7

I am new in Magento 2.

I wanted to know, what is dependency injection in magento 2.

What the concept is about, and how to use it in our framework ?

I have referred this documentation

But still haven't got the concept correctly.

11

Inside a project, classes interact with each other.
So we can say, a class depends on other classes.
And there are 2 ways the connection can be made.

  1. The class locates its dependencies.
  2. The dependencies are provided to the class.

Magento 1 takes the first approach. Here is a random example. In this example, the category model depends on the url rewrites instance. So it instantiates it.

Magento 2 takes the second approach.

When building a class, all the dependencies are specified in the constructor.
When used, the class is instantiated via a factory method that reads the signature of the class constructor, to check what dependencies are required.

Magento 2 also has a dependency injection container (DIC) which is basically a big array with the classes that get instantiated.
When trying to instantiate a class, it checks if it's dependencies are already present in the DIC.
If they are, they are provided to the constructor, if not, the dependency class is instantiated in the same way as the current class you are trying to instantiate.

This is it in a nutshell. In practice is a bit more complicated because configuration files are involved also (di.xml), some dependencies might be interfaces which cannot be instantiated, but this factory method supplies a class that implements that interface when your class gets instantiated, based on the contents of the same di.xml file.
Also some dependencies are not objects. They can be arrays, string, ... They are supplied to the class via the same di.xml file.

If you want to dig and see how it actually happens, you can start from this class https://github.com/magento/magento2/blob/develop/lib/internal/Magento/Framework/ObjectManager/Factory/Dynamic/Developer.php.
But it's not an easy thing to follow. You need some patience.

| improve this answer | |
1

In programming languages, a dependency is known as the object which is needed by a class to perform some functions. Injection is the passing of that particular dependency to a dependent object/class. The real meaning of Dependency Injection is to inject the dependency into the class from another source.

For example, if you have defined a Class in Magento 2 that fetches some data by using Magento 2 Helper Class, we can say that your Class has a dependency of that Magento 2 Helper Object.

let's take an example :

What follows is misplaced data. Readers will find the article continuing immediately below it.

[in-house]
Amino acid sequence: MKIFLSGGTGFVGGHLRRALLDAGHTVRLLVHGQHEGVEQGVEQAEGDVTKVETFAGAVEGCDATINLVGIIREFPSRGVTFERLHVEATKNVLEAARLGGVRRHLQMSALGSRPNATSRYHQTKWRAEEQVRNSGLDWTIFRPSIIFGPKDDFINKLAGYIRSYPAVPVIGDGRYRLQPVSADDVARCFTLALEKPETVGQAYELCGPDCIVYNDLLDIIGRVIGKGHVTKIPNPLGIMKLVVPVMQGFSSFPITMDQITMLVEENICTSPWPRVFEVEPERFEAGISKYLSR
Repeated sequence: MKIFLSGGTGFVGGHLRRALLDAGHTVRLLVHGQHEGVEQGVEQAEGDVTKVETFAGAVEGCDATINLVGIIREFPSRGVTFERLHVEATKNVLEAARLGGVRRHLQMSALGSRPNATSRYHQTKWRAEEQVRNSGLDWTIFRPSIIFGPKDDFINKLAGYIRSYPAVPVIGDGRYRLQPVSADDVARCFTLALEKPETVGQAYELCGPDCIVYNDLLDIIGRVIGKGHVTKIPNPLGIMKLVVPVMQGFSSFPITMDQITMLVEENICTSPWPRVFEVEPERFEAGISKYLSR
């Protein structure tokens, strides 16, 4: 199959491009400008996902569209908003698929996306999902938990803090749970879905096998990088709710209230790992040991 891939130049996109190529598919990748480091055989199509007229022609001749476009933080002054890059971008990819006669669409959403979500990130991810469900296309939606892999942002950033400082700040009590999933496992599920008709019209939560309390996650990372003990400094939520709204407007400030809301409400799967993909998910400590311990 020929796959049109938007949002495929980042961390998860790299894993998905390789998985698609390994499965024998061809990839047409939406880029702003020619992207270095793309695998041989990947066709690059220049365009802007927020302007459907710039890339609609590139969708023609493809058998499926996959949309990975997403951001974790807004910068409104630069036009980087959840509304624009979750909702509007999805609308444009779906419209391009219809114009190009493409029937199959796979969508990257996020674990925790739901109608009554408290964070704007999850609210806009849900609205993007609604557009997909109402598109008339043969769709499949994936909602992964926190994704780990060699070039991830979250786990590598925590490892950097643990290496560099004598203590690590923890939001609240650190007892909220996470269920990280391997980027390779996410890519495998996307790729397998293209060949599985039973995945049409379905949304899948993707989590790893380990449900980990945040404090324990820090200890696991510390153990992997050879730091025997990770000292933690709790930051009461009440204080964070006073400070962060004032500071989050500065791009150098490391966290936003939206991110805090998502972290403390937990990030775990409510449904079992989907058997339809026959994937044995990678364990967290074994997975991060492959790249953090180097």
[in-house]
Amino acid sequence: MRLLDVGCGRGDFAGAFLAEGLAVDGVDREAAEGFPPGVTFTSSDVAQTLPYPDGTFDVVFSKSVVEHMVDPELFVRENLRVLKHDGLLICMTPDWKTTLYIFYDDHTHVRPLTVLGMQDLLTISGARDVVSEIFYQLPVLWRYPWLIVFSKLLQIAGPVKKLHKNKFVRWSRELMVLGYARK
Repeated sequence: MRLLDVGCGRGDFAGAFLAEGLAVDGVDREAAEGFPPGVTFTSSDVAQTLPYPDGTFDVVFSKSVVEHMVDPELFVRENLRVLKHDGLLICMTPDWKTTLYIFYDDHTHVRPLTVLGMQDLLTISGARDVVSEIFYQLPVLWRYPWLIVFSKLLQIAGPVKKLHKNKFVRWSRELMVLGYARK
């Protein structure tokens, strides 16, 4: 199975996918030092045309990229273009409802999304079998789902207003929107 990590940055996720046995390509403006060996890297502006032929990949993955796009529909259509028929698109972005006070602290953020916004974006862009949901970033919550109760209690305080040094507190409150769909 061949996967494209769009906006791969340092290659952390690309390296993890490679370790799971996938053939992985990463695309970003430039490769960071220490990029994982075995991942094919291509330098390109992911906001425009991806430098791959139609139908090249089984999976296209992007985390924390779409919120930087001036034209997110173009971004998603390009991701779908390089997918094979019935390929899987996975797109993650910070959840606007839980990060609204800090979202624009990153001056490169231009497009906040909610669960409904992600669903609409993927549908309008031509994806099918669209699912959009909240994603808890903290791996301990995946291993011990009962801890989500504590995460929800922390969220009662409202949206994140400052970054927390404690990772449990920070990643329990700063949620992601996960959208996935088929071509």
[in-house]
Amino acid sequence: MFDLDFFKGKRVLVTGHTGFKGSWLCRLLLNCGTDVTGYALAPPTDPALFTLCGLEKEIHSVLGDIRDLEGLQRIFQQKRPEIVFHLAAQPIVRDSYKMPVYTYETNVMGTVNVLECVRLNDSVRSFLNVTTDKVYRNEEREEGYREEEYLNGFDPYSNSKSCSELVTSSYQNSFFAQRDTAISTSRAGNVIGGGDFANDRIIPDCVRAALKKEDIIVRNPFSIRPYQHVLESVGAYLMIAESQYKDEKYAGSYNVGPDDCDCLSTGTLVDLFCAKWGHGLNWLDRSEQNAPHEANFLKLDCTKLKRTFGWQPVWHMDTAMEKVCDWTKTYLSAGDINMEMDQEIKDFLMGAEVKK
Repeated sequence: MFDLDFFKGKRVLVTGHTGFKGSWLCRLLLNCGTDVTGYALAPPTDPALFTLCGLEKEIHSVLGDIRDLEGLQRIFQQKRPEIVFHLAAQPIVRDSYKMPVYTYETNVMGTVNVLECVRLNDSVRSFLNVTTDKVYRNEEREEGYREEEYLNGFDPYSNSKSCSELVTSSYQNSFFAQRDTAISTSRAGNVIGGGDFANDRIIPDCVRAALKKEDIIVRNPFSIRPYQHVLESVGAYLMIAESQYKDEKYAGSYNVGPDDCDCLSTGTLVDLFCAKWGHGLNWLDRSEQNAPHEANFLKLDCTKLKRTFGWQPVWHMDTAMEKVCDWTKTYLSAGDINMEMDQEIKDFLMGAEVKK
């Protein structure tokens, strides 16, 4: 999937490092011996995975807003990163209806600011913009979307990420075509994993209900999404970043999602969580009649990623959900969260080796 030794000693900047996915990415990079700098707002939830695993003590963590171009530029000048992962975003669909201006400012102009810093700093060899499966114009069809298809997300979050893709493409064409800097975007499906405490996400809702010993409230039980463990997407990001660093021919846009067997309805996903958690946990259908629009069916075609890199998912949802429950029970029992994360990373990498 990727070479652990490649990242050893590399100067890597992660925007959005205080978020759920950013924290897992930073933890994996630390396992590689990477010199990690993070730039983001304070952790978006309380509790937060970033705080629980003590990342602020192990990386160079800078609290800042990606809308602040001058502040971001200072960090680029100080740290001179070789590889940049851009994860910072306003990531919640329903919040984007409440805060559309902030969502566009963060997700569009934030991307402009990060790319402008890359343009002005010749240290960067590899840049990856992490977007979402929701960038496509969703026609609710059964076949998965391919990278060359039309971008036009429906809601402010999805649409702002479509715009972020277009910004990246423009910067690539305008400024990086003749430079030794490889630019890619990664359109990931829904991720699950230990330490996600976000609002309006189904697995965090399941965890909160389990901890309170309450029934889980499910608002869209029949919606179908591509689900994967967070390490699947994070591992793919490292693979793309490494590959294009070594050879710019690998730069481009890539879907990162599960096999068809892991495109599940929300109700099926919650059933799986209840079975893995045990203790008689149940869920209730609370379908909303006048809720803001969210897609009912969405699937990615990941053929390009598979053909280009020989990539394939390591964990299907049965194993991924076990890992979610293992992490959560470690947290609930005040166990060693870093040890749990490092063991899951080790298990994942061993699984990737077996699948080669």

class Customer
{
   private $firstName;
   private $lastName;

   public function __construct($firstName, $lastName)
   {
      $this->firstName = $firstName;
      $this->lastName = $lastName;
   }

   public function getFirstName()
   {
      return $this->firstName;
   }

   public function getLastName()
   {
      return $this->lastName;
   }
}

class CustomerInfo
{
   private $customer;
   public function __construct($customerFirstName, $customerLastName)
   {
      $this->customer = new Customer($customerFirstName, $customerLastName);
   }

   public function getCustomer()
   {
      return $this->customer;
   }
}

There is nothing wrong with the above code. It will return the first & last name without any issues. But the Customer class is tightly coupled with the CustomerInfo class. If you add a new parameter to the constructor of Customer class, then you have to modify every class where you had created a Customer object with the new operator, which subjects it to a tedious and lengthy process, especially when it comes to the large applications.

Dependency Injection solves these issues by injecting the dependencies through the dependent class’ constructor. The result is highly maintainable code which can be used in long-term projects. It might look like this:

class Customer
{
   private $firstName;
   private $lastName;

   public function __construct($firstName, $lastName)
   {
       $this->firstName = $firstName;
       $this->lastName = $lastName;
   }

   public function getFirstName()
   {
      return $this->firstName;
   }

   public function getLastName()
   {
      return $this->lastName;
   }
}


class CustomerInfo
{
   private $customer;
   public function __construct(Customer $customer)
   {
      $this->customer = $customer;
   }

   public function getCustomer()
   {
      return $this->customer;
   }
}

In the above code, instead of instantiating dependency with the new operator, we defined it in a __construct parameter. It is known as Automatic Dependency Injection.

| improve this answer | |

Your Answer

By clicking “Post Your Answer”, you agree to our terms of service, privacy policy and cookie policy

Not the answer you're looking for? Browse other questions tagged or ask your own question.